You don’t need to own a firearm in order to bring in a lot of leads. You only need to ensure that your marketing isn’t trying to appeal to too narrow of an audience.
Some marketing and copywriting authorities make a big point about defining your customer avatar…
…and honing your marketing messages to correspond with this avatar.
“Avatar” is a word which has a few definitions, one of which is “someone who represents a type of person, an idea, or a quality” (Merriam Webster).
For marketing purposes, an avatar is a detailed profile of your ideal customer which identifies numerous ideas and qualities in your ideal customer.
Ryan Diess’ Digital Marketer website does a good job of naming the categories of information you need to create a complete avatar:
Their Goals and Values’
The Sources Where They Get Their Information
emographic Info (Age, Gender, Marital Status, etc.)
Their Challenges and Pain Points
Their Objections to the Sale
Their Role in the Purchase Process
“Define your customer avatar” is advice you will hear at just about any seminar for Internet marketing. But this kind of laser focus—narrowing down your target to a specific kind of persona—isn’t necessary for every kind of business.
You will have better success being less “laser” and a little more “shotgun” in your marketing approach.
The Accidental Shotgun
We had experienced tremendous growth in a short period, but in order to continue scaling up, we needed to ensure that our marketing was really hitting a larger segment of the correct target.
I’d always assumed that the people who were attracted to MOBE were people like me: entrepreneurial types in their twenties, bored with school and conventional career paths, and more interested in creating their ideal future.
I was surprised, to say the least, when our survey revealed that the majority of our consultants are U.S. baby boomers—middle-age or retirement-age people seeking to take control of their financial future.
In my mind, MOBE’s marketing copy—which told the story of how I used the internet to go from $700 a month to $15,000 a month (and beyond)—was written to “speak” to people like me.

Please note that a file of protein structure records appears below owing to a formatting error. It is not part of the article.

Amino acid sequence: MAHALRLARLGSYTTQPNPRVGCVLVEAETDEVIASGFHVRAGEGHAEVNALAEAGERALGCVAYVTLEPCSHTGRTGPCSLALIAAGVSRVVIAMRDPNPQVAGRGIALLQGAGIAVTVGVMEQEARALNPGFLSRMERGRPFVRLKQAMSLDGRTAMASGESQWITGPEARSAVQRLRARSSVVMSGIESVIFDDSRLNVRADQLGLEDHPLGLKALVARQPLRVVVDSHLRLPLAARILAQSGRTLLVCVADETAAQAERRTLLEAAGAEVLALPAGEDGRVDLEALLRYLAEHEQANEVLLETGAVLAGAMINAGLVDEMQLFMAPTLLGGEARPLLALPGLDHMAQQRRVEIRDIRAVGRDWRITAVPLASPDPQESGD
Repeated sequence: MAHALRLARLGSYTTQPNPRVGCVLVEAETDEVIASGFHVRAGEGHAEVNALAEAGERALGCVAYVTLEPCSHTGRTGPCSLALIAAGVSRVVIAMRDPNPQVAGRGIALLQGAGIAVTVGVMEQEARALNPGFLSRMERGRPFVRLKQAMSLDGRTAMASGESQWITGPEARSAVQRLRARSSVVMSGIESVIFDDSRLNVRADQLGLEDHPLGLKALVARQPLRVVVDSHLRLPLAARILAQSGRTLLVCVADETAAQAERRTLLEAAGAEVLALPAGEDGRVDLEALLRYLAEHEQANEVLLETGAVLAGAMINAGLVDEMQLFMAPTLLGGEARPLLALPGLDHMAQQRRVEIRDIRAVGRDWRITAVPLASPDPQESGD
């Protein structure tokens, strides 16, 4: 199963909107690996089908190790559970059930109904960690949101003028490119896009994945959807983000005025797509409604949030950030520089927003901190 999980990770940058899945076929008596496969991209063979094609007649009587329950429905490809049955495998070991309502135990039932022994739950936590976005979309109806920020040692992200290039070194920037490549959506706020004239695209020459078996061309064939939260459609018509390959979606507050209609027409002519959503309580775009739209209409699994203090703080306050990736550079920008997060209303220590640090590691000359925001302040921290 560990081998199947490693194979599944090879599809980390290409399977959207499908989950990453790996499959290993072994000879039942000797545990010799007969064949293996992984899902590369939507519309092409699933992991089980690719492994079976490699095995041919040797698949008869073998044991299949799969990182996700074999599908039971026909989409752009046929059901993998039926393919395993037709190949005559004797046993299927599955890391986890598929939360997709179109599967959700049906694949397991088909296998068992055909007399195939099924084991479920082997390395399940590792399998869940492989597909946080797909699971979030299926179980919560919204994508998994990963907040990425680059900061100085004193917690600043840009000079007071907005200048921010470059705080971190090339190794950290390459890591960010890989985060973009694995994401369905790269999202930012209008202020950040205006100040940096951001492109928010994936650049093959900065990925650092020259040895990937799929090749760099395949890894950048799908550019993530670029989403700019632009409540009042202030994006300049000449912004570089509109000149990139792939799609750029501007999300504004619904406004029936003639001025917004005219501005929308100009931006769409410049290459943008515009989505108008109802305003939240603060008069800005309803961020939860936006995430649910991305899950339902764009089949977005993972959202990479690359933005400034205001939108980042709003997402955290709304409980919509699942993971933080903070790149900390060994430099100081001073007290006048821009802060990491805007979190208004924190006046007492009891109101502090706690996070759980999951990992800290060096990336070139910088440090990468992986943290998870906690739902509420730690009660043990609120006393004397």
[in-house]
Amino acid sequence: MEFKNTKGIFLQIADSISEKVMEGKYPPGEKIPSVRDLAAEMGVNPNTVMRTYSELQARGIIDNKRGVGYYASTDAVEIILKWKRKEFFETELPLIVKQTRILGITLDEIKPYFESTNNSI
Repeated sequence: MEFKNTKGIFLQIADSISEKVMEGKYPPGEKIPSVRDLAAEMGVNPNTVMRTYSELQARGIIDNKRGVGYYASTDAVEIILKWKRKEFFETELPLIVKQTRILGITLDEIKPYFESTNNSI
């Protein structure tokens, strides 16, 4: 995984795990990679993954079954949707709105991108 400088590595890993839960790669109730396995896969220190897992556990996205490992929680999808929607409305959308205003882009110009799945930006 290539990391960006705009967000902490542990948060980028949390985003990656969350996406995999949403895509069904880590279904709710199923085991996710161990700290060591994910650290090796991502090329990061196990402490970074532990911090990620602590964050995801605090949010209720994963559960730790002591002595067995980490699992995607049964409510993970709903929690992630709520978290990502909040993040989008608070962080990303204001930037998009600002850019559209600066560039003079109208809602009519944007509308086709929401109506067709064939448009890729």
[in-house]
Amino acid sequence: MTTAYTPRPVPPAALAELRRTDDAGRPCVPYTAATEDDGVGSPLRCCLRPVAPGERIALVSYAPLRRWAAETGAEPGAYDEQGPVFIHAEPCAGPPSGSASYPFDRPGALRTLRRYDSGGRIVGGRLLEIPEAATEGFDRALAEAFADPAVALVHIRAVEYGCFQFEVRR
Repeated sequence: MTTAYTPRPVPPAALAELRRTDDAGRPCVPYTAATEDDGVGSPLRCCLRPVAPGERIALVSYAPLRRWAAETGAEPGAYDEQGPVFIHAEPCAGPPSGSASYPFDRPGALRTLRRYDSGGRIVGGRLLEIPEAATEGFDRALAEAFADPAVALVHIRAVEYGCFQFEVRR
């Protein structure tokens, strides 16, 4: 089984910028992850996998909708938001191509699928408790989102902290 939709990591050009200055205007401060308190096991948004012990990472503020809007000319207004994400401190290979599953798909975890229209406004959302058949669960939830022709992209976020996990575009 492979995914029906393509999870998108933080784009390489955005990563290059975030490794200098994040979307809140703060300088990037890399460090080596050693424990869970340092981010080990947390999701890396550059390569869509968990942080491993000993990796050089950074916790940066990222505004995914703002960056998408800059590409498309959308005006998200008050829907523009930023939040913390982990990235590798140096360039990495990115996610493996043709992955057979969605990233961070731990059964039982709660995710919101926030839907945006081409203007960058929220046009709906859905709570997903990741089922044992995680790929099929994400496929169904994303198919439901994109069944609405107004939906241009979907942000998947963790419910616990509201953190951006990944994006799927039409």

Yet, this story of an Australian farm boy proved to resonate with a large segment of mature Americans.
Personal and Universal
I thought I was more or less “lasering” to people like me, but I discovered I’d unknowingly “shot gunned” my marketing across a much larger target—people seeking home-based businesses and online money-making opportunities.
It created a much larger and continuous pool of leads than if I’d marketed according to an avatar.
Despite what you might hear at any marketing seminar about the importance of identifying your customer avatar…
…when it comes to the make-money-online niche, it’s bad advice.
A more shotgun approach—opening up your marketing to reach a wider audience—is what actually works in this niche.
This is because all kinds of people—not just avatars—understand the importance of money. They understand struggle and the desire for financial freedom and more time to spend with family and friends, doing the things that make them happy.
So in your marketing, tell the story you know best: your own. But don’t make it so specific that only people exactly like you will get it. Talk about things in a way that a lot of people will easily understand:
Their Role in the Purchase Process
Why You Started Your Own Business
What Excites You about the Program You’re In
Results (Yours, if You Have Them, or Others’ if You Don’t)
By targeting the home-based business or make-money-online niche and telling your story—your struggle, your hopes, your results—you will resonate with a lot of people.
It’s personal, but because so many people have the same kinds of feelings and experiences, it makes it more universal.
And it will bring you many more leads than if you narrowed your marketing according to an avatar
Article curated from MOBE